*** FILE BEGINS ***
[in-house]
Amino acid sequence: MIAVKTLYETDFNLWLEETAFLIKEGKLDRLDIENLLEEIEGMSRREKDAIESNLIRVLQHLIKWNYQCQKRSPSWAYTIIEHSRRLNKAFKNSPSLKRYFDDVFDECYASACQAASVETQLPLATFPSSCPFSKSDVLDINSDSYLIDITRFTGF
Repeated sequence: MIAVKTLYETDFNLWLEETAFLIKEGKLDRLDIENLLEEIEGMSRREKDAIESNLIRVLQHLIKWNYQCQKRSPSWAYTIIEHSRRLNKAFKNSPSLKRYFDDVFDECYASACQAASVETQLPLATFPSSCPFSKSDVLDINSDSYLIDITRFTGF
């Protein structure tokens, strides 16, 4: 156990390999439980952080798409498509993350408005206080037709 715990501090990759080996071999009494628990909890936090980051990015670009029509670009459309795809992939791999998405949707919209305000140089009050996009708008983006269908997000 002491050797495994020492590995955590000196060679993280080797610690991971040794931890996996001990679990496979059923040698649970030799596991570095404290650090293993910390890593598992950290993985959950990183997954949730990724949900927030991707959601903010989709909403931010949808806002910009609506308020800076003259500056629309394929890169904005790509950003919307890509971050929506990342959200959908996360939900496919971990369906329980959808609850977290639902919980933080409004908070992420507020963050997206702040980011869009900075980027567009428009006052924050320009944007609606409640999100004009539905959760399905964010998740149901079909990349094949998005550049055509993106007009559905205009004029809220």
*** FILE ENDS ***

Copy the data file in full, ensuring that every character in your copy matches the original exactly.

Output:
[in-house]
Amino acid sequence: MIAVKTLYETDFNLWLEETAFLIKEGKLDRLDIENLLEEIEGMSRREKDAIESNLIRVLQHLIKWNYQCQKRSPSWAYTIIEHSRRLNKAFKNSPSLKRYFDDVFDECYASACQAASVETQLPLATFPSSCPFSKSDVLDINSDSYLIDITRFTGF
Repeated sequence: MIAVKTLYETDFNLWLEETAFLIKEGKLDRLDIENLLEEIEGMSRREKDAIESNLIRVLQHLIKWNYQCQKRSPSWAYTIIEHSRRLNKAFKNSPSLKRYFDDVFDECYASACQAASVETQLPLATFPSSCPFSKSDVLDINSDSYLIDITRFTGF
């Protein structure tokens, strides 16, 4: 156990390999439980952080798409498509993350408005206080037709 715990501090990759080996071999009494628990909890936090980051990015670009029509670009459309795809992939791999998405949707919209305000140089009050996009708008983006269908997000 002491050797495994020492590995955590000196060679993280080797610690991971040794931890996996001990679990496979059923040698649970030799596991570095404290650090293993910390890593598992950290993985959950990183997954949730990724949900927030991707959601903010989709909403931010949808806002910009609506308020800076003259500056629309394929890169904005790509950003919307890509971050929506990342959200959908996360939900496919971990369906329980959808609850977290639902919980933080409004908070992420507020963050997206702040980011869009900075980027567009428009006052924050320009944007609606409640999100004009539905959760399905964010998740149901079909990349094949998005550049055509993106007009559905205009004029809220």